Cambodia suspends Lowell monk in sex-tape scandal

Dec 22, 2013
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The Cambodian government’s long religious reach came down hard on a Buddhist community leader recently, the disciplinary action aimed at cooling a simmering controversy at the Buddhist temple project.


On Nov. 29, Min Khin, Cambodia’s Minister of Cults and Religions, announced the suspension of the Venerable Nhem Kimteng, a monk who holds a government position as director of higher Buddhist education.

Kimteng was helping to lead the Community of Khmer Buddhist Monks’ building project in Pawtucketville.

In April, he was seen on videotape having sex with a woman who was also in a leadership role, a scandal that sparked outrage in the local Cabodian community and a lawsuit against those who secretly made the tape.

The video, showing Kimteng and Maya Men in a room at the Buddhist Trairatanaram Temple in North Chelmsford, quickly spread throughout the Cambodian community.

In a statement written in Khmer and sent to local Buddhists, Khin said Kimteng was relieved of his duties because of his actions on the tape.

Kimteng’s government salary and other allowances were frozen as of late November, Khin said. Kimteng’s salary was not disclosed.

Members of the Cambodian community who had condemned Kimteng’s actions said they were thrilled by the news.

“I’m ecstatic that finally justice is being done,” said Sam Meas, a former CKBM executive committee member. “It was despicable for him to do what he did. I’m hoping he will be defrocked at some point because he no longer has the moral authority to be a monk.”

Former City Councilor Rithy Uong, a board member of the upstairs group at the Chelmsford temple, praised Cambodia’s firm action against Kimteng.

“It was very, very shameful and very disgraceful to the community what he did,” Uong said. “Hopefully, this will teach not just the higher monks, but all monks, the lesson to be faithful to the vows they take. The ministry’s actions shows that they did not take this matter lightly,” Uong added.

Buddhist monks are required to remain celibate in their religious vows. The Ministry of Cults and Religions has not announced whether Kimteng will be defrocked for violating those vows.

Kimteng’s whereabouts are unknown and he could not be reached for comment.

The Sun first reported the sex-tape story in April after receiving reports about the video.

In the video, Kimteng is shown engaging in sexual activity with Maya Men, a woman whom he worked with at the Community of Khmer Buddhist Monks’ temple project in Pawtucketville.

Men filed a lawsuit in May against five men she alleged played a role in illegally producing or distributing the tape. Under oath, she denied she was having sex with Kimteng in the video.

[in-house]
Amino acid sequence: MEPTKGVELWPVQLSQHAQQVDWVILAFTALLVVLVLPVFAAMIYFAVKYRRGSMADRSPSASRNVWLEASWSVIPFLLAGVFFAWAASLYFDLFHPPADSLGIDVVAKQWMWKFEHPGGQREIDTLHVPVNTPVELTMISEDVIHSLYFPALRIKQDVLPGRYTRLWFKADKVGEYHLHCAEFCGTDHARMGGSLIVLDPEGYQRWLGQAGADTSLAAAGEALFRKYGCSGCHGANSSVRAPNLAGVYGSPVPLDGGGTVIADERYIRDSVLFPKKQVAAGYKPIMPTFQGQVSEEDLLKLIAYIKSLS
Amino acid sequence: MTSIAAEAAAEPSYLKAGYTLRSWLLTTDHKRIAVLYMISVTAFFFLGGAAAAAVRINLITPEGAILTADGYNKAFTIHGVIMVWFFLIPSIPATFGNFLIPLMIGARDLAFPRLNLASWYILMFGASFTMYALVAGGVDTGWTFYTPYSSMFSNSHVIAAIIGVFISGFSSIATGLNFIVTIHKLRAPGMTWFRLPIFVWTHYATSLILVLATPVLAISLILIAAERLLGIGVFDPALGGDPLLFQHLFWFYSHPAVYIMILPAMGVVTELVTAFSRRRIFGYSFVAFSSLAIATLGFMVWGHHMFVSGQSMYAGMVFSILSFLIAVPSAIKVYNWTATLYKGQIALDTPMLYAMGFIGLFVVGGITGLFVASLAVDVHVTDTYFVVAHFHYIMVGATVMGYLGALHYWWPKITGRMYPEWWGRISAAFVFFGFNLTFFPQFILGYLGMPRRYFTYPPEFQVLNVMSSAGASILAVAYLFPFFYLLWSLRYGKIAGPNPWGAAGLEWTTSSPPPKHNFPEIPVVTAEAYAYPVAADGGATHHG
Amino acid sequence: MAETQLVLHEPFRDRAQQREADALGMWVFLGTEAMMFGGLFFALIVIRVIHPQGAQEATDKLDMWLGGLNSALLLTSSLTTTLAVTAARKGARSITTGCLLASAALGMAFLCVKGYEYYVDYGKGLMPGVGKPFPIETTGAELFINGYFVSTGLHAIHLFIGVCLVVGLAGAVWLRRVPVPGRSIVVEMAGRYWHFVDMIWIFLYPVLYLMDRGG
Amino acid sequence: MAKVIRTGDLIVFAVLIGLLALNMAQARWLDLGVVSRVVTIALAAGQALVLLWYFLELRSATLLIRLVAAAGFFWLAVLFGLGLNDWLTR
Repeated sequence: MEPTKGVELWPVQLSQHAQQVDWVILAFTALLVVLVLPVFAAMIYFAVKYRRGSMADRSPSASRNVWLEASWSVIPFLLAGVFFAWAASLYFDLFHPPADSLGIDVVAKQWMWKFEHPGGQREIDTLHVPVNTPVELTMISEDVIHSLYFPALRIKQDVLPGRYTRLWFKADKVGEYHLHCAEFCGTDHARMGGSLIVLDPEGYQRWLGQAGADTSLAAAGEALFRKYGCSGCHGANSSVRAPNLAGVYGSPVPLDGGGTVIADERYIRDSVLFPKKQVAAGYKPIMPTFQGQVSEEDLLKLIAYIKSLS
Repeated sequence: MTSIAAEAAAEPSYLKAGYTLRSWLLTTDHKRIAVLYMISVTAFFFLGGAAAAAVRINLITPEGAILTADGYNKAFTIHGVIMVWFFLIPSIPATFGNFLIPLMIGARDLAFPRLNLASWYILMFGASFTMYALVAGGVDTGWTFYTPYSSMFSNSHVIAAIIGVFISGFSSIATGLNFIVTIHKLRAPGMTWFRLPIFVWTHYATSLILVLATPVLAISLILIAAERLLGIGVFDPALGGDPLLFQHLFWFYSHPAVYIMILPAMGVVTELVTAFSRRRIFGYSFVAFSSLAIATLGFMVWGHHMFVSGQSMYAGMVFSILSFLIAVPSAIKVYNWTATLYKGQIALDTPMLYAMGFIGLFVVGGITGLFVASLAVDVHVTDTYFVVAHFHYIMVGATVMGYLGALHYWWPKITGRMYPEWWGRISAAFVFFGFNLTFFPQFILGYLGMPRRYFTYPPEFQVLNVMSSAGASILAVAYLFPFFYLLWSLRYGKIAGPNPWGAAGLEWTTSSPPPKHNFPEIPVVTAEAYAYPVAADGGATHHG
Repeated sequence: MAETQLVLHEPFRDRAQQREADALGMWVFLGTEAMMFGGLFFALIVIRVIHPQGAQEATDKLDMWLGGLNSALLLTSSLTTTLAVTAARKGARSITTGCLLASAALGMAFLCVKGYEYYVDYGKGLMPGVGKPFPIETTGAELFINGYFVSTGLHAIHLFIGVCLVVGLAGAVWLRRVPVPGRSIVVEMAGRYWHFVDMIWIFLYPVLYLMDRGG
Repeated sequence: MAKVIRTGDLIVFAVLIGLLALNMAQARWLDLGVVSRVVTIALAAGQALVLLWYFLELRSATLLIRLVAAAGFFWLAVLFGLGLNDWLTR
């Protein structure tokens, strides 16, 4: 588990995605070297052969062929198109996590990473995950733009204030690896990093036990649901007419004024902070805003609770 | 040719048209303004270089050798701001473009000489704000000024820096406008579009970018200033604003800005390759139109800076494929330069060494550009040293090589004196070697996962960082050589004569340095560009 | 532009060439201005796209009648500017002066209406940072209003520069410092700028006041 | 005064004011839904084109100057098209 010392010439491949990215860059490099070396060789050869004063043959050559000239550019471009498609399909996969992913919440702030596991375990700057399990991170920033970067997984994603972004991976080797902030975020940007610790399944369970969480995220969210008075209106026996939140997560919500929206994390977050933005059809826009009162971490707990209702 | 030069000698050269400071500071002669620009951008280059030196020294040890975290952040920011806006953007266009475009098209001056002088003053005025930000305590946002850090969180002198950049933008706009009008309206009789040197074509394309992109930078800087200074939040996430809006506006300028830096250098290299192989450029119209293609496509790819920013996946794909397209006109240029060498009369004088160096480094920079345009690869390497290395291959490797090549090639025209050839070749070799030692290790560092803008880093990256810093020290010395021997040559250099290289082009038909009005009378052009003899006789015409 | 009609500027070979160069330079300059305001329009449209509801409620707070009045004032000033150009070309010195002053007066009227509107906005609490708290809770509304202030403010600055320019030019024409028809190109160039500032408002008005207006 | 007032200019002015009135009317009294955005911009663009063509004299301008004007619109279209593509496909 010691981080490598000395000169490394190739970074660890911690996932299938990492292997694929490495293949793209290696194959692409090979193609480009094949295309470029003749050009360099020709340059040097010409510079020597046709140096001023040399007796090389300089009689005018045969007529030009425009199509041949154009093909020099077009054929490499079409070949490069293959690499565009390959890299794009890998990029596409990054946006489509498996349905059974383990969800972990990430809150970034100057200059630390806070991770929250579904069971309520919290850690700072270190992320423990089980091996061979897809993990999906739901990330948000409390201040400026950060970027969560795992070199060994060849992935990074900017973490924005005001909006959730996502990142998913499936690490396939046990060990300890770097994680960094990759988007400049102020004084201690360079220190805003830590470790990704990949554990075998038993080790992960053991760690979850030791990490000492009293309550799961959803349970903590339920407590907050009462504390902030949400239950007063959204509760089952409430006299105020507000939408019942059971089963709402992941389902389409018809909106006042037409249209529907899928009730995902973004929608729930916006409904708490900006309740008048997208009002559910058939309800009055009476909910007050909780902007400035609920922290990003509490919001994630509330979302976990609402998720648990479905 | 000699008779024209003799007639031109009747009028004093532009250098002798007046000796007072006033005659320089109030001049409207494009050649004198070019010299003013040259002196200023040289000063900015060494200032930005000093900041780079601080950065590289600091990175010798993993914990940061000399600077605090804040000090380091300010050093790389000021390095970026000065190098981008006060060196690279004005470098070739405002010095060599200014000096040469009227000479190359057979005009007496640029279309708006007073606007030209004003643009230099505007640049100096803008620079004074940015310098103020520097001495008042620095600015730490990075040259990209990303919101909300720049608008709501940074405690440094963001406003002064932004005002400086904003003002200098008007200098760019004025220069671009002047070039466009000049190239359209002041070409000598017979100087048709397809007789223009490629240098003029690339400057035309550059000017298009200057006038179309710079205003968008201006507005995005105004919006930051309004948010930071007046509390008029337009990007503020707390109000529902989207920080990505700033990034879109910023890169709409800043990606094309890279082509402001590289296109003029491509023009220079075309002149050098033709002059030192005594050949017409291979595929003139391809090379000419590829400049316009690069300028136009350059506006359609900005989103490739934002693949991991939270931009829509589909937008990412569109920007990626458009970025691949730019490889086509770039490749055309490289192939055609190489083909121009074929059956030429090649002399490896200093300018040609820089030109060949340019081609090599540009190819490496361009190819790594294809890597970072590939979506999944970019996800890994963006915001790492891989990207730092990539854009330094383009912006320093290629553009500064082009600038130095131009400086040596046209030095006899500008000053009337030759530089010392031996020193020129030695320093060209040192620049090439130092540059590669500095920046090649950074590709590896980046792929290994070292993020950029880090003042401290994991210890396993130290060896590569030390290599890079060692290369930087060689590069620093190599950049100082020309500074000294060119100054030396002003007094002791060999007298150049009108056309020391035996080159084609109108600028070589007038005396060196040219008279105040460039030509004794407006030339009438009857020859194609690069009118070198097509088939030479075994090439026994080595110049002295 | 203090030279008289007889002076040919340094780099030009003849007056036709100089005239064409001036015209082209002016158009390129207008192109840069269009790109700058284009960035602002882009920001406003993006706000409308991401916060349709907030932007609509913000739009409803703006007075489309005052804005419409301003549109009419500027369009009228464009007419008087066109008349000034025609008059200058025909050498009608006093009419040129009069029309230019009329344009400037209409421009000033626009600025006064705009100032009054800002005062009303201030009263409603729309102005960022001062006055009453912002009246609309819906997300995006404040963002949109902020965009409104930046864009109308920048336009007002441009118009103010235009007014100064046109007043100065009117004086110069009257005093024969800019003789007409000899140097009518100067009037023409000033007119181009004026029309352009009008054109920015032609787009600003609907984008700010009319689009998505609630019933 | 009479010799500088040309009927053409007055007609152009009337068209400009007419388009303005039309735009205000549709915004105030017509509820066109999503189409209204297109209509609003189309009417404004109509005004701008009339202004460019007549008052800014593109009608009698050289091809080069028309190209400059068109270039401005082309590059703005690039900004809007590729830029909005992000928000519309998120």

Men claimed the taping and distribution of the video without her permission violated her right to privacy, her constitutional rights, and that the defendants intentionally inflicted emotional distress upon her with their actions.

The defendants are: Meas, Sovann Khon, Denys Meung, Chour Veng Ly, and Venerable Cheng Leang, who is a Buddhist monk.

All the parties in the lawsuit agreed in June to enter mediation in hopes of settling the suit.

James Boumil, Men’s attorney, said, “The parties are working on a statement concerning the pending lawsuit. Until all speak together, my only remark concerning the suit is ‘no comment’.”

Some Cambodian-Americans have renewed their calls for Men to be told to leave the CKBM temple project because of her actions with Kimteng.

“Any one that committed a shameful act and disgraced the Buddhist religion should not have any official title or leadership role in the temple, period,” Uong said.

The CKBM project website lists Men as an executive committee member overseeing the temple’s daily activities and managing the Buddhist monks’ appointments.

Chantha Khem is chairman of the Khmer Cultural Council, a group that petitioned the Cambodian government to investigate the scandal.

He and Sovann Khon, another KCC member, said they’d also like to see CKBM head monk Sao Khon disciplined for defending Kimteng.

“The crooked monk who tried to cover things up should be gone,” said Khem, whose comments were translated from Khmer to English.

In April, the CKBM’s board of directors, including Sao Khon, issued a statement saying they “unanimously decided that Venerable Nhem Kimteng committed no wrongdoing,” and he was allowed to continue his Buddhist monkhood in the U.S. and Cambodia. The statement also questioned the authenticity of the sex tape.

Samkhann Khoeun, a spokesman for the CKBM temple project, did not respond to a request for comment.

The website for the CKBM’s Lowell temple project still lists Kimteng as an executive committee member. It also notes he holds a PhD in Buddhist philosophy from Delhi University of India.


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